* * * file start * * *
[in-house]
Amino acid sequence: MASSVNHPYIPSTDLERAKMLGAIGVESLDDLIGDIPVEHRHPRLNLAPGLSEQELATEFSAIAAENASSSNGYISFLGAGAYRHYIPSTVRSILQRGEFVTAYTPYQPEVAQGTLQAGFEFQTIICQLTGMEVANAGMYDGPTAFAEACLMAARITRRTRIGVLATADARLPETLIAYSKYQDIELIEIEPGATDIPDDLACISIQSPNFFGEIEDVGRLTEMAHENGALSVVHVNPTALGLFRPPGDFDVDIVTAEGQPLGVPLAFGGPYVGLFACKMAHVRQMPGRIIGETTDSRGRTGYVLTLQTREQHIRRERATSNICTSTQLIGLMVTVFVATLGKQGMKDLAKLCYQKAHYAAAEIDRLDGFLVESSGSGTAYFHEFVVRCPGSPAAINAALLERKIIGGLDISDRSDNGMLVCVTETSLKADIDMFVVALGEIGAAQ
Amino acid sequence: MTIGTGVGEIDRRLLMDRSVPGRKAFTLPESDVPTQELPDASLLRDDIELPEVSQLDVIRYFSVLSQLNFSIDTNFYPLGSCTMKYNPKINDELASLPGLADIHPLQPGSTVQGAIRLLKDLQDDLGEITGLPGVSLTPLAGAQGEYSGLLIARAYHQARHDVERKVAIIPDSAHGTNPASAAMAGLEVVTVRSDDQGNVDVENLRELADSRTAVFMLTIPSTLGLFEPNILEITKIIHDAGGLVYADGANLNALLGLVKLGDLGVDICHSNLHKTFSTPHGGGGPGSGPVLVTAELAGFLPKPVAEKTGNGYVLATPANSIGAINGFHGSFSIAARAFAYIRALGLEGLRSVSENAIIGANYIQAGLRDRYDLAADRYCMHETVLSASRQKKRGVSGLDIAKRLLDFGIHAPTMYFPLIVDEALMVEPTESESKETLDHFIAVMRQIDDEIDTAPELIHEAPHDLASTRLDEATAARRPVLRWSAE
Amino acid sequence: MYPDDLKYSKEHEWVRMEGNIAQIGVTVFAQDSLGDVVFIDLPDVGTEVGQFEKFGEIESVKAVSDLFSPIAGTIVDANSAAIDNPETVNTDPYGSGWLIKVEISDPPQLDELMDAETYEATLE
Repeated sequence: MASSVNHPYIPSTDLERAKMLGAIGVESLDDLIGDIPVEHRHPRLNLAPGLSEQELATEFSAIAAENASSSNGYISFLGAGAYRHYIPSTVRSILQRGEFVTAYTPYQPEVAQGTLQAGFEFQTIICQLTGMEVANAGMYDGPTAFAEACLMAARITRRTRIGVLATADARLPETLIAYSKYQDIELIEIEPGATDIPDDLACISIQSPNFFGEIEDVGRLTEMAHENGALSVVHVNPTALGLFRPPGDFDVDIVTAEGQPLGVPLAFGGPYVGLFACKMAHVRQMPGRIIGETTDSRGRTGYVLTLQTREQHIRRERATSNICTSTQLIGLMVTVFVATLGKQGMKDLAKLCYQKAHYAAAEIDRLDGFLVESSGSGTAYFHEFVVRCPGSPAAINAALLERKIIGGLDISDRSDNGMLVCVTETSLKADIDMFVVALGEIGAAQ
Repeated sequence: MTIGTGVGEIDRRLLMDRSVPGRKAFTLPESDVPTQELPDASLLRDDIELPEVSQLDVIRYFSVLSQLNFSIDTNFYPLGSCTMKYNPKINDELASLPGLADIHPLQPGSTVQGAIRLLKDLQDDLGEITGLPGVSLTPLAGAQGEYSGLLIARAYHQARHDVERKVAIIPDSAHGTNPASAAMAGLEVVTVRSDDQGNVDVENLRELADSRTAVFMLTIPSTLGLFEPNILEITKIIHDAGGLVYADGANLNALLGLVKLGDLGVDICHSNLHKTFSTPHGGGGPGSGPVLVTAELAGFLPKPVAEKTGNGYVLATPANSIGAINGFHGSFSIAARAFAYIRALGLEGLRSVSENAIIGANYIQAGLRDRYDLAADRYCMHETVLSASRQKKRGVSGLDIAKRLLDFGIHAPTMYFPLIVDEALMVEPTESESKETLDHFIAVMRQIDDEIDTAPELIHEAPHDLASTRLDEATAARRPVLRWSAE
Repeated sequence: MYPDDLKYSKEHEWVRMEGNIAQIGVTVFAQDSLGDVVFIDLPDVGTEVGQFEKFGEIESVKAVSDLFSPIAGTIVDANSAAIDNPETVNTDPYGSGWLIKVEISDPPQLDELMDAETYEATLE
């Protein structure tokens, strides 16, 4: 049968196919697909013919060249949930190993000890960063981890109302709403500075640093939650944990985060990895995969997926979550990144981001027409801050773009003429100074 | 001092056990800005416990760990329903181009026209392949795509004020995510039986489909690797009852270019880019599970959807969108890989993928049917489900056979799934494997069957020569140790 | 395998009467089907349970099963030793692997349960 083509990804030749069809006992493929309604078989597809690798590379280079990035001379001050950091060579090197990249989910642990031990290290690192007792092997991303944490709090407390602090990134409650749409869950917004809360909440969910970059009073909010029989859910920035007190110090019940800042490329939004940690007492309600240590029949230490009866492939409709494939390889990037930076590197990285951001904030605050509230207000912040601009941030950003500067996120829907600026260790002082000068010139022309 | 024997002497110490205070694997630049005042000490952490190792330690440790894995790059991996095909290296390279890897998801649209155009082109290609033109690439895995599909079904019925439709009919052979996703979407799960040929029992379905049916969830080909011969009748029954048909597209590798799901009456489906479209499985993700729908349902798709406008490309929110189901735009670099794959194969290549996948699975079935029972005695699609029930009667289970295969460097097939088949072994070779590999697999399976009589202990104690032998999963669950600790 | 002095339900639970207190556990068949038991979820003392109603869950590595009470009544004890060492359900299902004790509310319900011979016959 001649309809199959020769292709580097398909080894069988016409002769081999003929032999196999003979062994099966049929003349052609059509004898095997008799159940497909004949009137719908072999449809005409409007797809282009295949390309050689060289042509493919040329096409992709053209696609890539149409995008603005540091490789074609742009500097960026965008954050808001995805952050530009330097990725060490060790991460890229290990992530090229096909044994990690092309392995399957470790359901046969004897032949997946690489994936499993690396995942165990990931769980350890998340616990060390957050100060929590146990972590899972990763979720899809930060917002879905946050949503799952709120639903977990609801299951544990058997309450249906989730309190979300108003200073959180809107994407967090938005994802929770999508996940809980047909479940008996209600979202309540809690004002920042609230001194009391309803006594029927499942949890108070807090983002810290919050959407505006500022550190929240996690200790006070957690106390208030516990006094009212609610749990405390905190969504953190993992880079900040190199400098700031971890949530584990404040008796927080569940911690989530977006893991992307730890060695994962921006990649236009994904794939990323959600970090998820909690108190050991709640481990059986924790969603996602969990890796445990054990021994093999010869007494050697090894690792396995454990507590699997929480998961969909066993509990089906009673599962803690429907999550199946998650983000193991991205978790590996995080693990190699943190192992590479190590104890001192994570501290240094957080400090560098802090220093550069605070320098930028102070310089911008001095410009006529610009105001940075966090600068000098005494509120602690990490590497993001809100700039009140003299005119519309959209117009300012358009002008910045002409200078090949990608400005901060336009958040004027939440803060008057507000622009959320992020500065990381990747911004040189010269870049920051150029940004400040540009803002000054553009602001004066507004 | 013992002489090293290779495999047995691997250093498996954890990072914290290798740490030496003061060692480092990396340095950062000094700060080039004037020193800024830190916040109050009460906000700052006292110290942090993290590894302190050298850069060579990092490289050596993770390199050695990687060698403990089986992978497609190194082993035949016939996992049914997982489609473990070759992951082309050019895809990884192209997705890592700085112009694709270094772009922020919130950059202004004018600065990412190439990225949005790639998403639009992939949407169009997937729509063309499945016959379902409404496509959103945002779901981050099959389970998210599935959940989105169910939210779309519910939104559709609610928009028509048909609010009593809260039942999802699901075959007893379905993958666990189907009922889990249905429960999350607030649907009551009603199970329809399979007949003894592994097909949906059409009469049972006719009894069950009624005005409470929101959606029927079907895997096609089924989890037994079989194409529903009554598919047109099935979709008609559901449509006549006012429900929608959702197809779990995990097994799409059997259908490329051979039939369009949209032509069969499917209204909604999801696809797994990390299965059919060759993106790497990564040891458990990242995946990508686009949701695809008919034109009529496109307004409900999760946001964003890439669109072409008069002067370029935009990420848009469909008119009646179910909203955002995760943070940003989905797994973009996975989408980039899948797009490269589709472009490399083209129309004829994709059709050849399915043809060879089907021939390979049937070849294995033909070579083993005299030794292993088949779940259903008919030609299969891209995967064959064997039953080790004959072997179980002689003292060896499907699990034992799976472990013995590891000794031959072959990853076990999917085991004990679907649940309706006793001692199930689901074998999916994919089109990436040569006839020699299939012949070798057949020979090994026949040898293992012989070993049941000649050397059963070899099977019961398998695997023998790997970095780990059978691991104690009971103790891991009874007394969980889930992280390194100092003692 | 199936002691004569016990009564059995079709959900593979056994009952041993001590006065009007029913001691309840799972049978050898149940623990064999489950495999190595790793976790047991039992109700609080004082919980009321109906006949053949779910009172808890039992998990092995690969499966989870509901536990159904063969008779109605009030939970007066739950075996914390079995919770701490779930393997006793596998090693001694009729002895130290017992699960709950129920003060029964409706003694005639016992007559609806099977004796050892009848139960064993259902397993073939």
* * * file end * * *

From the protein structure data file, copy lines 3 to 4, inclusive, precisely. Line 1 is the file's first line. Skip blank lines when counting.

Amino acid sequence: MTIGTGVGEIDRRLLMDRSVPGRKAFTLPESDVPTQELPDASLLRDDIELPEVSQLDVIRYFSVLSQLNFSIDTNFYPLGSCTMKYNPKINDELASLPGLADIHPLQPGSTVQGAIRLLKDLQDDLGEITGLPGVSLTPLAGAQGEYSGLLIARAYHQARHDVERKVAIIPDSAHGTNPASAAMAGLEVVTVRSDDQGNVDVENLRELADSRTAVFMLTIPSTLGLFEPNILEITKIIHDAGGLVYADGANLNALLGLVKLGDLGVDICHSNLHKTFSTPHGGGGPGSGPVLVTAELAGFLPKPVAEKTGNGYVLATPANSIGAINGFHGSFSIAARAFAYIRALGLEGLRSVSENAIIGANYIQAGLRDRYDLAADRYCMHETVLSASRQKKRGVSGLDIAKRLLDFGIHAPTMYFPLIVDEALMVEPTESESKETLDHFIAVMRQIDDEIDTAPELIHEAPHDLASTRLDEATAARRPVLRWSAE
Amino acid sequence: MYPDDLKYSKEHEWVRMEGNIAQIGVTVFAQDSLGDVVFIDLPDVGTEVGQFEKFGEIESVKAVSDLFSPIAGTIVDANSAAIDNPETVNTDPYGSGWLIKVEISDPPQLDELMDAETYEATLE